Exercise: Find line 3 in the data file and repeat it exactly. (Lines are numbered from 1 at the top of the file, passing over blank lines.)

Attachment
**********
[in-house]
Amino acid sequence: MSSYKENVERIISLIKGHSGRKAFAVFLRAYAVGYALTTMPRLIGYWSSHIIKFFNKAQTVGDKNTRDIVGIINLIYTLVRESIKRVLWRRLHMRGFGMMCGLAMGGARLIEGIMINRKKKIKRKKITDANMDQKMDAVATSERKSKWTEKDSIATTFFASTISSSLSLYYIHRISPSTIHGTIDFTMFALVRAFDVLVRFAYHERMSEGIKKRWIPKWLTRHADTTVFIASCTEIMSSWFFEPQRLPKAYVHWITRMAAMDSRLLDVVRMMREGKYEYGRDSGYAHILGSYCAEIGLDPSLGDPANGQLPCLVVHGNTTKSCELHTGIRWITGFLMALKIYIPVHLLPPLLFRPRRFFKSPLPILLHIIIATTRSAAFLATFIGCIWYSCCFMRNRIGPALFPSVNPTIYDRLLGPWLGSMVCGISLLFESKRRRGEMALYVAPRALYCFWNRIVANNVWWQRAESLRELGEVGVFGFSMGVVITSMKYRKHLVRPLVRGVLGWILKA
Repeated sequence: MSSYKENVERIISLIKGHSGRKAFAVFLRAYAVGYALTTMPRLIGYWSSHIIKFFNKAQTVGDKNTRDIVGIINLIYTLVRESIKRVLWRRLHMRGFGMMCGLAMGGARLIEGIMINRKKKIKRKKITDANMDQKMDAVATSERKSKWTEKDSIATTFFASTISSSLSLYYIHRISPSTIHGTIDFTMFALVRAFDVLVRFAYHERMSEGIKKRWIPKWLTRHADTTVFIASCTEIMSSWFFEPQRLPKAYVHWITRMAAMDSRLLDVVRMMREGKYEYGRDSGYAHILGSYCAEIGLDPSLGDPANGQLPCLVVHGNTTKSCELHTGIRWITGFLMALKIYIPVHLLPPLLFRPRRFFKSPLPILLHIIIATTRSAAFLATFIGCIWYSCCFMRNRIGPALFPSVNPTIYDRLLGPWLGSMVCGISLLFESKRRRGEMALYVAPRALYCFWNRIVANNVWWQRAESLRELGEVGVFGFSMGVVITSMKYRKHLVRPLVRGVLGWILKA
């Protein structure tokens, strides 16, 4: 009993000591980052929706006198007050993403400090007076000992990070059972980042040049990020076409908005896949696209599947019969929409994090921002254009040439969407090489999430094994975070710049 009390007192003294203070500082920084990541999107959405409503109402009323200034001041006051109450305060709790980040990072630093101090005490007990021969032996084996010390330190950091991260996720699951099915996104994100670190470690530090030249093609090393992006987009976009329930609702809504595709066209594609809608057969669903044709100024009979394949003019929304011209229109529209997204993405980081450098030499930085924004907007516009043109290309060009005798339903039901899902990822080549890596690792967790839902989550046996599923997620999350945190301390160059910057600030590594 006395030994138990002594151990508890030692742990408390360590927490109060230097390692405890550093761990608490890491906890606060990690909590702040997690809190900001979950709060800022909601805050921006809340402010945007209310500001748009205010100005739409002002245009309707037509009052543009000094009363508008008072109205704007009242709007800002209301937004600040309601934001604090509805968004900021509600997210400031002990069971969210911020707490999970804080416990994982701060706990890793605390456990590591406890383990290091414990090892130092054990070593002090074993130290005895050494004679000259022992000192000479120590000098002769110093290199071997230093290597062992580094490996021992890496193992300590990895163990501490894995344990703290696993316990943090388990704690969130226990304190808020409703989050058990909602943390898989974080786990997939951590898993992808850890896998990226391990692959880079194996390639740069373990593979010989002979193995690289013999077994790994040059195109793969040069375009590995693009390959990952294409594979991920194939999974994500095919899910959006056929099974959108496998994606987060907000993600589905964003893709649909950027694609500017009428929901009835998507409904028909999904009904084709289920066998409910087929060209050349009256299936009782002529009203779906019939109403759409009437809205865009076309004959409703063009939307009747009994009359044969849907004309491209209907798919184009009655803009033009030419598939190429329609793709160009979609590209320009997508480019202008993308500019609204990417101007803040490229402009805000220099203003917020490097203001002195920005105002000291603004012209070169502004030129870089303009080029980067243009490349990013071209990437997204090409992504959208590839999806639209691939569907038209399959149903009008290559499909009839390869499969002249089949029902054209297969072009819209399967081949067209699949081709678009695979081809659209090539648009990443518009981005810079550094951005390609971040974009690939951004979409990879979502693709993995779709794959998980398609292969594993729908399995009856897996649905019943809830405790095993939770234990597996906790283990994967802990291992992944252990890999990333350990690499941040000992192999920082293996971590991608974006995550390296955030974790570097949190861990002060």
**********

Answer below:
Repeated sequence: MSSYKENVERIISLIKGHSGRKAFAVFLRAYAVGYALTTMPRLIGYWSSHIIKFFNKAQTVGDKNTRDIVGIINLIYTLVRESIKRVLWRRLHMRGFGMMCGLAMGGARLIEGIMINRKKKIKRKKITDANMDQKMDAVATSERKSKWTEKDSIATTFFASTISSSLSLYYIHRISPSTIHGTIDFTMFALVRAFDVLVRFAYHERMSEGIKKRWIPKWLTRHADTTVFIASCTEIMSSWFFEPQRLPKAYVHWITRMAAMDSRLLDVVRMMREGKYEYGRDSGYAHILGSYCAEIGLDPSLGDPANGQLPCLVVHGNTTKSCELHTGIRWITGFLMALKIYIPVHLLPPLLFRPRRFFKSPLPILLHIIIATTRSAAFLATFIGCIWYSCCFMRNRIGPALFPSVNPTIYDRLLGPWLGSMVCGISLLFESKRRRGEMALYVAPRALYCFWNRIVANNVWWQRAESLRELGEVGVFGFSMGVVITSMKYRKHLVRPLVRGVLGWILKA